Elias Cornelius Boudinot facts for kids
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|Member of the C.S. House of Representatives
from the Cherokee's At-large district
February 18, 1862 – May 10, 1865
|Preceded by||Constituency established|
|Succeeded by||Constituency abolished|
August 1, 1835|
Rome, Georgia, U.S.
|Died||September 27, 1890
Fort Smith, Arkansas, U.S.
Elias Cornelius Boudinot (Cherokee) (August 1, 1835 – September 27, 1890) was an attorney and politician who served as a military officer in the Confederate States of America during the American Civil War. Chosen as a delegate to the Arkansas secession convention, Boudinot served as a colonel in the Confederate States Army, and as the non-voting Delegate from the Cherokee Nation to the Confederate Congress.
He was the mixed-race son of Elias Boudinot (Cherokee) and Harriet R. Gold Boudinot, who was from Connecticut. His father was editor of the Cherokee Phoenix, the first Native American newspaper, which was published in Cherokee and English. In 1839 his father and three other leaders were assassinated by opponents in the tribe as retaliation for having ceded their homeland in the 1835 Treaty of New Echota. The Boudinot children were orphaned by their father's murder, as their mother had died in 1836. They were sent for their safety to their mother's family in Connecticut, where they were educated.
Following the Civil War, Boudinot participated in negotiations of the Southern Cherokee with the United States (US) before the tribe was reunited; he was part of the Cherokee delegation to the US. In 1868 he and his uncle Stand Watie opened a tobacco factory, to take advantage of provisions under the nation's new 1866 treaty with the United States. It was confiscated for non-payment of taxes, and their case went to the United States Supreme Court, which ruled against them. Boudinot began to lobby for Native Americans to be granted United States citizenship in order to be protected by the Constitution.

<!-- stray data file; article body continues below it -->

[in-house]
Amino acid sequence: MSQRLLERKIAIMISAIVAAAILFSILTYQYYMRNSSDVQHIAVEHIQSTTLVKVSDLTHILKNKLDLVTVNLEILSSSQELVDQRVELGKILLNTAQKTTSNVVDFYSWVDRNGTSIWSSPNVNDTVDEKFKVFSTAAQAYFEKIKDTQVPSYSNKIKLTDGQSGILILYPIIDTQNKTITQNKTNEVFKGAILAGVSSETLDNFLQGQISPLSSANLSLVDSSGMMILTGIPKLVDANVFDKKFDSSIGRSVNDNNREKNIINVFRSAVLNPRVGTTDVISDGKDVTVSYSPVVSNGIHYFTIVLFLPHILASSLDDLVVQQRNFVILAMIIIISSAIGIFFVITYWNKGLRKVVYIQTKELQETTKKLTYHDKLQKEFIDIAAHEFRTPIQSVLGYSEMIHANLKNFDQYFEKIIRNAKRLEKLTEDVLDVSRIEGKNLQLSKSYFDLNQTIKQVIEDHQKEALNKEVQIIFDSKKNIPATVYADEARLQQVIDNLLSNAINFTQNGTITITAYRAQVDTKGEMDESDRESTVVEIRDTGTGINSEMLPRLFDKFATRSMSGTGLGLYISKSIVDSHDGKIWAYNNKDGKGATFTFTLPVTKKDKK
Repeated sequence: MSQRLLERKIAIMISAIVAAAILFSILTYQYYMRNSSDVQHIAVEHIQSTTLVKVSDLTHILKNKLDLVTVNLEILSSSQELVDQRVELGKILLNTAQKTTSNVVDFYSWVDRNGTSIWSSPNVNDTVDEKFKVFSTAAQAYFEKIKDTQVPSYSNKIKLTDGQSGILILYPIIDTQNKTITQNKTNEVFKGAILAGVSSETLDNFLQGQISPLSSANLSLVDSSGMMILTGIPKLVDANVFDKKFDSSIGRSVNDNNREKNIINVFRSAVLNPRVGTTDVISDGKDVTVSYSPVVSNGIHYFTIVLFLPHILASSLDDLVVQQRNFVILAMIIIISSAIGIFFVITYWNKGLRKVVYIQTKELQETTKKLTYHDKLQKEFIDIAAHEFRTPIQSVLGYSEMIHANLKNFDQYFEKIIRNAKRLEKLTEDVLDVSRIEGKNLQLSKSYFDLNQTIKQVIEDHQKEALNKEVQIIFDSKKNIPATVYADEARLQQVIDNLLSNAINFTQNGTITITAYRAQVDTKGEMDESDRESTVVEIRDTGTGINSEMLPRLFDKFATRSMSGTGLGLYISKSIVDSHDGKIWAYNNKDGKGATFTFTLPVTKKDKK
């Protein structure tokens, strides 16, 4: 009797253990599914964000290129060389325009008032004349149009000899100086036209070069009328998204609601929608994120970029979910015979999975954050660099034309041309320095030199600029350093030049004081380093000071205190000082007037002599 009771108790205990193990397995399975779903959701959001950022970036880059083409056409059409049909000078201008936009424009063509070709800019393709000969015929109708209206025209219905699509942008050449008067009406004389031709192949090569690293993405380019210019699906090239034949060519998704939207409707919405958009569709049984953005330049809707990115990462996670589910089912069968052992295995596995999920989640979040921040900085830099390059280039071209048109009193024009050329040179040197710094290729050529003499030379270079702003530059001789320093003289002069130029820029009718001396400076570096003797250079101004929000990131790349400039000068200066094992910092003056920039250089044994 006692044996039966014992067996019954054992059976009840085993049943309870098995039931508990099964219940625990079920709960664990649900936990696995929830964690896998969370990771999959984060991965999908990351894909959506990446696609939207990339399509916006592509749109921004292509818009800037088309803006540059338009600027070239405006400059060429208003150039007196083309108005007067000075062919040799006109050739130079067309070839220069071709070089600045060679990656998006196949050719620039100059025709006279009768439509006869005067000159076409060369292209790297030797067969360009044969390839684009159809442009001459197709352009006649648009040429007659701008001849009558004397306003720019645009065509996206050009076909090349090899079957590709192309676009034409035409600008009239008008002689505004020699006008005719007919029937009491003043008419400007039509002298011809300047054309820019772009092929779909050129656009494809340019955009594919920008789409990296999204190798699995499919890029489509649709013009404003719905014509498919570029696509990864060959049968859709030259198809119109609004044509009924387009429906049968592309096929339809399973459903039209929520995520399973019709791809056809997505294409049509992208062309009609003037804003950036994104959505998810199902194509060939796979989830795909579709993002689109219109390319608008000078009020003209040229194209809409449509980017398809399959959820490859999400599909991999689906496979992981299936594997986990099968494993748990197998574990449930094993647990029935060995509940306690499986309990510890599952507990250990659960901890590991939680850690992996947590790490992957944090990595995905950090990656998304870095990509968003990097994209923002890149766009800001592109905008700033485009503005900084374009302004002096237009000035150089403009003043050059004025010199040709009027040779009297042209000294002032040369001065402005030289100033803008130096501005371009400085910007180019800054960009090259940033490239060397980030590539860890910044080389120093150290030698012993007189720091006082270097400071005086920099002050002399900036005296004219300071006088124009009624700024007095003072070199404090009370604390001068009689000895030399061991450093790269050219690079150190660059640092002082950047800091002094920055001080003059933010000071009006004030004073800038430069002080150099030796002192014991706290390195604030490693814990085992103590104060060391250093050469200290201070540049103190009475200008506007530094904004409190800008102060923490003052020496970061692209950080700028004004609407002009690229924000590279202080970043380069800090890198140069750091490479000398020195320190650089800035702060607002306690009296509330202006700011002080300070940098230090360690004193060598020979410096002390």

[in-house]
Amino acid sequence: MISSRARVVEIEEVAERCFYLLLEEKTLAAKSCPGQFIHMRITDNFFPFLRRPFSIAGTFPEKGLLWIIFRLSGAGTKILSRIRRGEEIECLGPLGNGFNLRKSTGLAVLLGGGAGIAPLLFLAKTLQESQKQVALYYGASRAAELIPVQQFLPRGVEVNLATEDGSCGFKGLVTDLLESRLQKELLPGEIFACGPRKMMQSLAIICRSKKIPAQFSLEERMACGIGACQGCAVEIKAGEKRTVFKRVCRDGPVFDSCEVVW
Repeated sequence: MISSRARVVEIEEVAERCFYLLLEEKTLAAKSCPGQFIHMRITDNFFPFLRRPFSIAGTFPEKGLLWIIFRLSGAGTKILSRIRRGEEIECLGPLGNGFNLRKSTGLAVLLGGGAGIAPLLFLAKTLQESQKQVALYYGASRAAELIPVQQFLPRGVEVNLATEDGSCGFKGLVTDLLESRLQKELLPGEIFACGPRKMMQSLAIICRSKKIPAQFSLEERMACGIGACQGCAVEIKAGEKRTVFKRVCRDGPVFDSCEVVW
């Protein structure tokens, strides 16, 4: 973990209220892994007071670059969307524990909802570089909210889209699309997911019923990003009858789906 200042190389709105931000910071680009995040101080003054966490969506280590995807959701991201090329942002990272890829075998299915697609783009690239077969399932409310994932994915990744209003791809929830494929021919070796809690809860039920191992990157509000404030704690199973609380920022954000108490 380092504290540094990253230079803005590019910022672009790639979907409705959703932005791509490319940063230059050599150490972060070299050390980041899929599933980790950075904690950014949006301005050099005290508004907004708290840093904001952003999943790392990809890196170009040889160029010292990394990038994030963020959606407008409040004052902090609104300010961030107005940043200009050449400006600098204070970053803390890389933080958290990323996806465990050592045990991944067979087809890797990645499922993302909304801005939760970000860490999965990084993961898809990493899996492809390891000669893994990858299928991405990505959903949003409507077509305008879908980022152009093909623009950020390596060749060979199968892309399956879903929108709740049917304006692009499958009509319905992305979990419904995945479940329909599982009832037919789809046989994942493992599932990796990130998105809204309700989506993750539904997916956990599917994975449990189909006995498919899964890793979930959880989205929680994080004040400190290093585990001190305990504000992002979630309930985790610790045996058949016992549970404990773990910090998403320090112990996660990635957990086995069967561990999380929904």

He was active in politics and society in Indian Territory and Washington, DC, supporting construction of railroads in the territory. Boudinot also worked for two Arkansas politicians. He supported proposals for termination of Cherokee sovereignty and the allotment of communal land to tribal members, as was passed under the Dawes Act. As this would extinguish tribal land rights, Boudinot also worked to establish the state of Oklahoma and have it admitted to the Union. In his 2011 history of America's transcontinental railroads, historian Richard White writes of Boudinot: "[He] became a willing tool of the Atlantic and Pacific Railroad.... If the competition were not so stiff, Boudinot might be ranked among the great scoundrels of the Gilded Age."
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